The reform helps here in multiple ways, Wins said. To start with, the top Army leaders – the four-star chief of staff and civilian secretary – have set six modernization priorities and are sticking to them. That means there’s a clear shared understanding across the Army of what to work on.

Under Futures Command, each of the six priorities has its own Cross Functional Team. Each of those teams has one of Wins’ seven research centers as its principal partner, with other labs in clearly defined supporting roles.

For example, on the No. 1 priority, Long-Range Precision Fires, i.e. artillery from cannon to 1,000-mile missiles:

  • the lead is the Armaments Center (formerly ARDEC) at Picatinny Arsenal;
  • the C5ISR Center (formerly CERDEC) at Aberdeen Proving Ground works on the sensors that guide the munitions,
  • the Ground Vehicles Systems Center (formerly TARDEC) in Warren, Michigan, works on the vehicles to carry the weapons;
  • the Data & Analysis Center (formerly TRAC) assesses lethality and survivability for the future battlefield; and
  • the Army Research Laboratory, also at Aberdeen, provides fundamental scientific expertise.

Note that most of these centers’ names have changed as part of the reorganization – if another one changes we’ll update this list. [UPDATE See the full list of labs and centers aligned with each priority, above]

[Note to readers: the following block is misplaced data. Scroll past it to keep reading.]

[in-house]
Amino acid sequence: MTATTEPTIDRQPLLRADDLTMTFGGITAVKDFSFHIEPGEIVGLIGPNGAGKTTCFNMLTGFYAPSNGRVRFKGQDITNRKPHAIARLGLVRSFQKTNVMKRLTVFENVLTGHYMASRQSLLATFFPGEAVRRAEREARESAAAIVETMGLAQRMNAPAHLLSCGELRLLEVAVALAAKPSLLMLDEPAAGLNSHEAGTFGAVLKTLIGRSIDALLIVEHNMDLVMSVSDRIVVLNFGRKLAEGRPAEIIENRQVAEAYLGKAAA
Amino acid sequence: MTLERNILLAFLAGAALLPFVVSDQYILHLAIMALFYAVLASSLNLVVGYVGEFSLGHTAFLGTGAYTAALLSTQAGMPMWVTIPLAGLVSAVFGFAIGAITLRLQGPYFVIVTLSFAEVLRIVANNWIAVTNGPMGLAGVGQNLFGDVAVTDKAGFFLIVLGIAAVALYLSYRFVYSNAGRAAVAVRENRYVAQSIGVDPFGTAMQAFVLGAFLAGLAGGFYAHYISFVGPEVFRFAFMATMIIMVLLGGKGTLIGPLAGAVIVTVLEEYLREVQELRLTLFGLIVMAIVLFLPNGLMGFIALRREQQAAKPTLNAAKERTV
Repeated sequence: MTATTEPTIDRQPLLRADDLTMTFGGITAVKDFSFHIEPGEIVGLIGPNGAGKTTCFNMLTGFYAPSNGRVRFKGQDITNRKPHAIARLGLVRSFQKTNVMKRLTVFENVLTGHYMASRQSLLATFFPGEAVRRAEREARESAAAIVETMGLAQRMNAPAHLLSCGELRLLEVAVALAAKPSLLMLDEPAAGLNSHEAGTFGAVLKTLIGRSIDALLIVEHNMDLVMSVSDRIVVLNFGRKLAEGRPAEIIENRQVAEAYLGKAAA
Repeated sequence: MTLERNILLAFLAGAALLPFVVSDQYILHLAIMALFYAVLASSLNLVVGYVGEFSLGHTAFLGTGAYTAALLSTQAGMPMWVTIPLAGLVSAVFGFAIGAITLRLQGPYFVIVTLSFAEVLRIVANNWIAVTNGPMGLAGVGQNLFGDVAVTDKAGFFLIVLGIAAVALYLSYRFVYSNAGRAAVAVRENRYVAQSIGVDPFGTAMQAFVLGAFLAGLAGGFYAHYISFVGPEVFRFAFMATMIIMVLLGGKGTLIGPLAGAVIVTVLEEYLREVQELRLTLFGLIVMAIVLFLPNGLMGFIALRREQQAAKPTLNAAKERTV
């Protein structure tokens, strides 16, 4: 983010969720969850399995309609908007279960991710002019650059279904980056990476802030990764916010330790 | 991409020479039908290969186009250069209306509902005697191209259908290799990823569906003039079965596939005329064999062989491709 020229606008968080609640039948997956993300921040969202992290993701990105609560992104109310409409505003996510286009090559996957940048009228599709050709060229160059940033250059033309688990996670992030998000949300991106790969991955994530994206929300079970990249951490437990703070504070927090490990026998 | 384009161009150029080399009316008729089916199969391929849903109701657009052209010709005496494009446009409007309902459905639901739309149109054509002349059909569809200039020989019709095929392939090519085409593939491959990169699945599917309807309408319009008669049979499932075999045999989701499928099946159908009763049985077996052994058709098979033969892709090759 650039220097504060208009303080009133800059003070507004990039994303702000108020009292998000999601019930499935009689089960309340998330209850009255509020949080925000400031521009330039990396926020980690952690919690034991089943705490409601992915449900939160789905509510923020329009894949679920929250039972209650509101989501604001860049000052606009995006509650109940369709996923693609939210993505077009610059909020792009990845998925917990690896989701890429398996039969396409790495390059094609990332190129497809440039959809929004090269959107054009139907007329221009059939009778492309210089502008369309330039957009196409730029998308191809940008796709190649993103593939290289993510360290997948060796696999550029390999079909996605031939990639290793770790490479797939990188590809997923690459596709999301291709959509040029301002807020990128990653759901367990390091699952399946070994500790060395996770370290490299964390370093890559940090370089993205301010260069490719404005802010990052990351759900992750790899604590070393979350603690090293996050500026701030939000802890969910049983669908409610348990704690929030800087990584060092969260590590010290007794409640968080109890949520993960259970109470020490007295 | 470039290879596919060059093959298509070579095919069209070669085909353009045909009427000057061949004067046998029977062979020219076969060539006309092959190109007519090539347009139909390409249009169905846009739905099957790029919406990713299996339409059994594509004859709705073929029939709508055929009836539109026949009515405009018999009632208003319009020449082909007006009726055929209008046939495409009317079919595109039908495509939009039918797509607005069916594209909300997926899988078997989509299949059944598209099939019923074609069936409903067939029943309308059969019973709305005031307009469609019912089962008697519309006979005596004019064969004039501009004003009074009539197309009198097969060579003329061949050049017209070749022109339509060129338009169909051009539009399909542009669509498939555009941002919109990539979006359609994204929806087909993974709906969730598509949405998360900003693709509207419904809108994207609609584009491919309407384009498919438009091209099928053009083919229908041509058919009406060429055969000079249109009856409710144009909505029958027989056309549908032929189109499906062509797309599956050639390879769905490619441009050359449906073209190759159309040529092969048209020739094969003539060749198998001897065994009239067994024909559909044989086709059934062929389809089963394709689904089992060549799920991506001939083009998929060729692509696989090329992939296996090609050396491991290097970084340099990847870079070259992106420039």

The Big Six priorities were also enforced by major changes in what projects got funded at Wins’ labs. “It certainly was not like turning the Titanic, but there were probably some folks who tried to hold on” to their old projects, he said. Overall, though, he said, “[across] the workforce of scientists and engineers, they wanted to be in on this: The announcement of these areas, I would say, was met with more enthusiasm” than resistance.

DVIDS screencap

Gen. John Murray, first chief of Army Futures Command, speaks at its formal activation in Austin.

Three Amigos, One Boss

Wins himself now reports directly to Murray, the Army Futures commander, alongside Lt. Gen. Wesley and a third officer, Maj. Gen. Robert Marion. All three men and their organizations were previously in entirely different parts of the sprawling Army bureaucracy. (By law, Marion still also reports to the civilian official in charge of acquisition).

Army photo

Maj. Gen. Robert Marion

Now they’re together, the idea is that Wesley’s Futures & Concepts Center will brainstorm how the Army needs to fight in the future; Wins’ Combat Capabilities Development Command takes that vision and develops the technologies needed to realize it; and Marion’s Combat Systems Directorate takes those technologies and uses them to develop specific vehicles, aircraft, and other weapons.